Before I get started, I feel I need to clear up a few things. The Hate U Give was adapted by George Tillman Jr. (Notorious, Faster) from Angie Thomas’ debut novel. It’s not a remake of anything. In fact, the film is not like anything you’ve seen yet. It’s also not just a movie about police shootings.
The Black American Family
The Hate U Give is a groundbreaking film about how systemic White supremacy has become so embedded in our country that it threatens the American Black family. That family must fight in order to achieve the normalcy White families take for granted. The police violence is a piece of the systemic threat. So is the drug dealing, felony records, and gang violence that plague Black neighborhoods. These things ultimately change the way family looks and functions in the Black community—but the love is still there.
In her book, Thomas stacked all the systemic threats against the family like dominoes. She arranged them like dominoes around the narrative of a loving nuclear Black family that is a far cry from the ideal image, aka the Huxtables. The audience is easily lulled as they get the “lay of the land” and begin to feel comfortable about the characters. Then, the first shock comes, toppling the dominoes and jarring the audience out of their comfort zones for the rest of the film. In a way, this approach mimics life for so many Black families.
The Hate U Give is narrated by a teenaged girl named Starr (played by Amandla Stenberg) who grew up in an environment that most people would call “the ghetto”. These same people would label Starr’s father Maverick (Russell Hornsby of Grimm and Seven Seconds) “thug”. Her mother would be completely ignored as a Black woman in a service position.
Yet, the tenor of the film in those first moments, or scenes introducing the family, is not anger, rage, or violence. It’s love. The parents hug and kiss like teenagers who’ve freshly fallen for one another. Starr’s older half-brother Seven (Lamar Johnson of Kings) and younger brother Sekani (played by TJ Wright) teases and play around as if they were oblivious to the threats lurking right outside their front door. But, this is a family that eats meals at the table, say grace, support one another, and have family meetings to hash out their problems.
A Love that Everyone can Relate to
In Hollywood movies, a loving Black family like Starr’s is practically nonexistent–that’s why this film is different. As Hornsby says in an interview BGN during TIFF, “It’s actually a family film.” His words were emboldened by Tillman who takes great cinematic care in building the image of the Black American family. He does so with so many parts are universal to the audience.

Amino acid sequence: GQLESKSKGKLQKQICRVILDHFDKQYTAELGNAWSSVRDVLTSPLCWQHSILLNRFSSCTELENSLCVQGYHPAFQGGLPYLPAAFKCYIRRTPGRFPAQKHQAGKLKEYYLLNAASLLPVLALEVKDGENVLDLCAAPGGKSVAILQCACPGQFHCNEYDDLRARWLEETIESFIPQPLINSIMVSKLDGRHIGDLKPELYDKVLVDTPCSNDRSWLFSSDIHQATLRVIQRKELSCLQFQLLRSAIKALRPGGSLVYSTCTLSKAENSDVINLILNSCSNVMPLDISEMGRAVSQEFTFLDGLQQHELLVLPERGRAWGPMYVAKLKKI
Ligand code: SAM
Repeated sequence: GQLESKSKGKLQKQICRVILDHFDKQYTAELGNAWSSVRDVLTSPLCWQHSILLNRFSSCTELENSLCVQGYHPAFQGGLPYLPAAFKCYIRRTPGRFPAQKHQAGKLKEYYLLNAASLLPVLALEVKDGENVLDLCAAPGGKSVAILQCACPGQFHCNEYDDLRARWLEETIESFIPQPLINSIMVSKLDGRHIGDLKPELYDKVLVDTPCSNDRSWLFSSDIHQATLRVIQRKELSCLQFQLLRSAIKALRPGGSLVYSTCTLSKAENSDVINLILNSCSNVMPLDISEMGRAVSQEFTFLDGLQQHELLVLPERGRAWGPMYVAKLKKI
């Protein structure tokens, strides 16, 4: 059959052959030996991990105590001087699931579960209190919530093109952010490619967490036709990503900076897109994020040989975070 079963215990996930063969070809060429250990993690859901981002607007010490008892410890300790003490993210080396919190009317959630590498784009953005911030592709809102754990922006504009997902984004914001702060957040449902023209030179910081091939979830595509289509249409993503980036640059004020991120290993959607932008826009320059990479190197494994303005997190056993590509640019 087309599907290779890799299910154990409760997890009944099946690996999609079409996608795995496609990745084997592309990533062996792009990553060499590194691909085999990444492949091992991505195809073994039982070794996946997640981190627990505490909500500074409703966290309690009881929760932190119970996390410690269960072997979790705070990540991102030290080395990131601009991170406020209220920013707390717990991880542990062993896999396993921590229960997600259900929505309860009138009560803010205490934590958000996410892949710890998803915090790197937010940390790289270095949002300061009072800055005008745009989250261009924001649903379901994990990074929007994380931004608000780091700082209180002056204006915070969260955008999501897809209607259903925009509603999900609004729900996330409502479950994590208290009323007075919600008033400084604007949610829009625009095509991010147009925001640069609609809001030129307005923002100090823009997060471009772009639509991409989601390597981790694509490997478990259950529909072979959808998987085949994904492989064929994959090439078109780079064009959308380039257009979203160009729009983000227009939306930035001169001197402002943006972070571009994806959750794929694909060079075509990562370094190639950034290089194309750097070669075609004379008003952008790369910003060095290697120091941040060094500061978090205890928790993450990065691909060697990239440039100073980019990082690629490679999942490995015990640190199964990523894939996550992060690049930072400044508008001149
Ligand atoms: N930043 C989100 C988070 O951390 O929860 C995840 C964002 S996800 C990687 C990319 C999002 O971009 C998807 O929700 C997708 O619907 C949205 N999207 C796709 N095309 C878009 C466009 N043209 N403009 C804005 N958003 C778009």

In fact, I felt that Tillman had tapped my own childhood! One scene in particular when Starr and her friend (Seven’s half-sister Kenya, played by Dominique Fishback) were at a party. The discussion reminded me of me (as Starr, the nerd in the hoodie) with my close cousins Angie and Tasha in Kenya’s place. The scenes in the bathtub with Khalil were even familiar (with my brother Rob and me). The codeswitching and duality for the white school were too real for me as well. The first love was a heart-string pull for sure.
Many people in the audience will relate to these pieces, get invested in them, and the characters involved. That’s one of the things that makes the event that changes Starr so jarring when it happens. So heartbreaking. It’s also that point where we see those superficial systems that were in place fail, but the family that is not supposed to make sense gets stronger and tighter with every obstacle. Maverick is the aggressive, angry Black man, while Lisa is his “ride-or-die.” They are not supposed to be the backbone of this narrative…but they are, and it works so well.
Another Black Girl Forced to Mature Too Fast
Starr’s interactions with her white boyfriend Chris, played by KJ Apa and her complex love for her childhood best friend Khalil played by Algee Smith complicate things even more. The audience ends up just as angry and frustrated as Starr is. There’s another shock coming. You don’t expect it and Tillman wanted it that way. In this way, The Hate U Give is life through the eyes of a teenager, a child. There is a repetition of Tupacs credo “The Hate You Give Little Infants F%&ks Everyone,” the initials spell out “THUG LIFE”. Throughout the film, Tillman and Thomas weave in various interpretations of “THUG LIFE” until we finally see in one potentially tragic moment, what credo truly means.
The film is wholesome and heartbreaking. It’s visceral and at the same time makes so much sense. It does have a few lulls but not enough to pull the audience’s attention completely offscreen. Another thing, the violence here seems different. It is the same as in every other movie about the ‘hood, as well as in action films, and video games. However, here, it cuts deeper and jolts harder than in other films. After that, the good times seem much so sweeter, and the rage feels personal.
Because at its core, this is a film about family.
The Hate U Give premiere in theaters October 19.
For more of our reviews from TIFF check out the following:
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Jonita Davis is a writer, mother, a certified nerd, and writer of Black Girl Nerds. Davis is a critic and journalist. She has been writing for 13 years about the way pop culture and politics affect our lives as parents, women, black women, nerds, and people of this planet.